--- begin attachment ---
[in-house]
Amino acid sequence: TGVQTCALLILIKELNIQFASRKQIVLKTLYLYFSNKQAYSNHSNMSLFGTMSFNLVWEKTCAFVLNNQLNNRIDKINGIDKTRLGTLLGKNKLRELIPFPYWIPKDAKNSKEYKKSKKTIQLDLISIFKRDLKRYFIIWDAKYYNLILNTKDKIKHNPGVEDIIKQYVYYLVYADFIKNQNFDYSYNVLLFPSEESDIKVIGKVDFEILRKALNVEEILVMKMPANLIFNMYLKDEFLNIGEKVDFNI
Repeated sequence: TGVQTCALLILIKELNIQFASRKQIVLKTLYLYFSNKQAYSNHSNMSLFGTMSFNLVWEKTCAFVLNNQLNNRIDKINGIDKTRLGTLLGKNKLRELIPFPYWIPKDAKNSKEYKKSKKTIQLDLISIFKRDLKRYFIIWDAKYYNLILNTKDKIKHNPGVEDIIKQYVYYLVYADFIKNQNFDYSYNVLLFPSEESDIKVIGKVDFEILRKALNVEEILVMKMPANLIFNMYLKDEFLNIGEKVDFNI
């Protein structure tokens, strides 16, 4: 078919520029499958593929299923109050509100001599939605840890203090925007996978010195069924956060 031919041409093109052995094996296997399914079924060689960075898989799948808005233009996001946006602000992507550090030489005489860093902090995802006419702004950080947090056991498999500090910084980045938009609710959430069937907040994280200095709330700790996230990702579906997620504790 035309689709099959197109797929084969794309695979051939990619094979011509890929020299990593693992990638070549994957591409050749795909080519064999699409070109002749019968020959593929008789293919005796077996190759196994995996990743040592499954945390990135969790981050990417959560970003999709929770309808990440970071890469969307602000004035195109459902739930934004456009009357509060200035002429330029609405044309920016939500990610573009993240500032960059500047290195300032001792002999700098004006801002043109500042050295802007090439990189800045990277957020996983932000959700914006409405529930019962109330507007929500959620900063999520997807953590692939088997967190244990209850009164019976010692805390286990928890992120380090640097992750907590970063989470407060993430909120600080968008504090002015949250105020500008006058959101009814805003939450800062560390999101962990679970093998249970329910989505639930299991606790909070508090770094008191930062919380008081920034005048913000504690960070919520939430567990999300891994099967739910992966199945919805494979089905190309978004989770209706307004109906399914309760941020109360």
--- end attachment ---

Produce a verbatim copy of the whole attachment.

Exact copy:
[in-house]
Amino acid sequence: TGVQTCALLILIKELNIQFASRKQIVLKTLYLYFSNKQAYSNHSNMSLFGTMSFNLVWEKTCAFVLNNQLNNRIDKINGIDKTRLGTLLGKNKLRELIPFPYWIPKDAKNSKEYKKSKKTIQLDLISIFKRDLKRYFIIWDAKYYNLILNTKDKIKHNPGVEDIIKQYVYYLVYADFIKNQNFDYSYNVLLFPSEESDIKVIGKVDFEILRKALNVEEILVMKMPANLIFNMYLKDEFLNIGEKVDFNI
Repeated sequence: TGVQTCALLILIKELNIQFASRKQIVLKTLYLYFSNKQAYSNHSNMSLFGTMSFNLVWEKTCAFVLNNQLNNRIDKINGIDKTRLGTLLGKNKLRELIPFPYWIPKDAKNSKEYKKSKKTIQLDLISIFKRDLKRYFIIWDAKYYNLILNTKDKIKHNPGVEDIIKQYVYYLVYADFIKNQNFDYSYNVLLFPSEESDIKVIGKVDFEILRKALNVEEILVMKMPANLIFNMYLKDEFLNIGEKVDFNI
């Protein structure tokens, strides 16, 4: 078919520029499958593929299923109050509100001599939605840890203090925007996978010195069924956060 031919041409093109052995094996296997399914079924060689960075898989799948808005233009996001946006602000992507550090030489005489860093902090995802006419702004950080947090056991498999500090910084980045938009609710959430069937907040994280200095709330700790996230990702579906997620504790 035309689709099959197109797929084969794309695979051939990619094979011509890929020299990593693992990638070549994957591409050749795909080519064999699409070109002749019968020959593929008789293919005796077996190759196994995996990743040592499954945390990135969790981050990417959560970003999709929770309808990440970071890469969307602000004035195109459902739930934004456009009357509060200035002429330029609405044309920016939500990610573009993240500032960059500047290195300032001792002999700098004006801002043109500042050295802007090439990189800045990277957020996983932000959700914006409405529930019962109330507007929500959620900063999520997807953590692939088997967190244990209850009164019976010692805390286990928890992120380090640097992750907590970063989470407060993430909120600080968008504090002015949250105020500008006058959101009814805003939450800062560390999101962990679970093998249970329910989505639930299991606790909070508090770094008191930062919380008081920034005048913000504690960070919520939430567990999300891994099967739910992966199945919805494979089905190309978004989770209706307004109906399914309760941020109360």